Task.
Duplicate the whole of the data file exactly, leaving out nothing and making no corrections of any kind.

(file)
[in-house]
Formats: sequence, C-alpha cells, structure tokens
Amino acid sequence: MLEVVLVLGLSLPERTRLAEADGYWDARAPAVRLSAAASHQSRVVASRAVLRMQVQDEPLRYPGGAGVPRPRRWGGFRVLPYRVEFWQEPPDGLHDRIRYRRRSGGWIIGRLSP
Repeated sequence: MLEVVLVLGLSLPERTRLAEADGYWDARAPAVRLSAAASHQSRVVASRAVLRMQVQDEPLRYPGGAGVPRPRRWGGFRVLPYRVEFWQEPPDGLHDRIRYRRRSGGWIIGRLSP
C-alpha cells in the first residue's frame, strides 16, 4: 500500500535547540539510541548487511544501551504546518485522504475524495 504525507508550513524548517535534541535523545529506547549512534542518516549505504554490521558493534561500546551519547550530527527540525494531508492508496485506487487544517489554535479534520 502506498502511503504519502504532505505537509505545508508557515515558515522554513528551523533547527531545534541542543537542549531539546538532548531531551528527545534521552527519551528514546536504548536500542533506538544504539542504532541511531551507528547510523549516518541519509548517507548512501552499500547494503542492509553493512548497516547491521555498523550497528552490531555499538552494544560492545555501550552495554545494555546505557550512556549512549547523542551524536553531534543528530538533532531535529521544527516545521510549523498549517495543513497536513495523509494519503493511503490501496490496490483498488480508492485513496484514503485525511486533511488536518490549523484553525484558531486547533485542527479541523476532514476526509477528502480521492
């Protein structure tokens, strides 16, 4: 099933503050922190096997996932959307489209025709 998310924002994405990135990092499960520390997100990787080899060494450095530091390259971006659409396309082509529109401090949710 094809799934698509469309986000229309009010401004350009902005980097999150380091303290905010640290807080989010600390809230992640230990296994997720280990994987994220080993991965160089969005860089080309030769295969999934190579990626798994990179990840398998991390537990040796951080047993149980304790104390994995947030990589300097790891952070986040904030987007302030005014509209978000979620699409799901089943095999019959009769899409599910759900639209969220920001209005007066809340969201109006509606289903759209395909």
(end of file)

[in-house]
Formats: sequence, C-alpha cells, structure tokens
Amino acid sequence: MLEVVLVLGLSLPERTRLAEADGYWDARAPAVRLSAAASHQSRVVASRAVLRMQVQDEPLRYPGGAGVPRPRRWGGFRVLPYRVEFWQEPPDGLHDRIRYRRRSGGWIIGRLSP
Repeated sequence: MLEVVLVLGLSLPERTRLAEADGYWDARAPAVRLSAAASHQSRVVASRAVLRMQVQDEPLRYPGGAGVPRPRRWGGFRVLPYRVEFWQEPPDGLHDRIRYRRRSGGWIIGRLSP
C-alpha cells in the first residue's frame, strides 16, 4: 500500500535547540539510541548487511544501551504546518485522504475524495 504525507508550513524548517535534541535523545529506547549512534542518516549505504554490521558493534561500546551519547550530527527540525494531508492508496485506487487544517489554535479534520 502506498502511503504519502504532505505537509505545508508557515515558515522554513528551523533547527531545534541542543537542549531539546538532548531531551528527545534521552527519551528514546536504548536500542533506538544504539542504532541511531551507528547510523549516518541519509548517507548512501552499500547494503542492509553493512548497516547491521555498523550497528552490531555499538552494544560492545555501550552495554545494555546505557550512556549512549547523542551524536553531534543528530538533532531535529521544527516545521510549523498549517495543513497536513495523509494519503493511503490501496490496490483498488480508492485513496484514503485525511486533511488536518490549523484553525484558531486547533485542527479541523476532514476526509477528502480521492
């Protein structure tokens, strides 16, 4: 099933503050922190096997996932959307489209025709 998310924002994405990135990092499960520390997100990787080899060494450095530091390259971006659409396309082509529109401090949710 094809799934698509469309986000229309009010401004350009902005980097999150380091303290905010640290807080989010600390809230992640230990296994997720280990994987994220080993991965160089969005860089080309030769295969999934190579990626798994990179990840398998991390537990040796951080047993149980304790104390994995947030990589300097790891952070986040904030987007302030005014509209978000979620699409799901089943095999019959009769899409599910759900639209969220920001209005007066809340969201109006509606289903759209395909």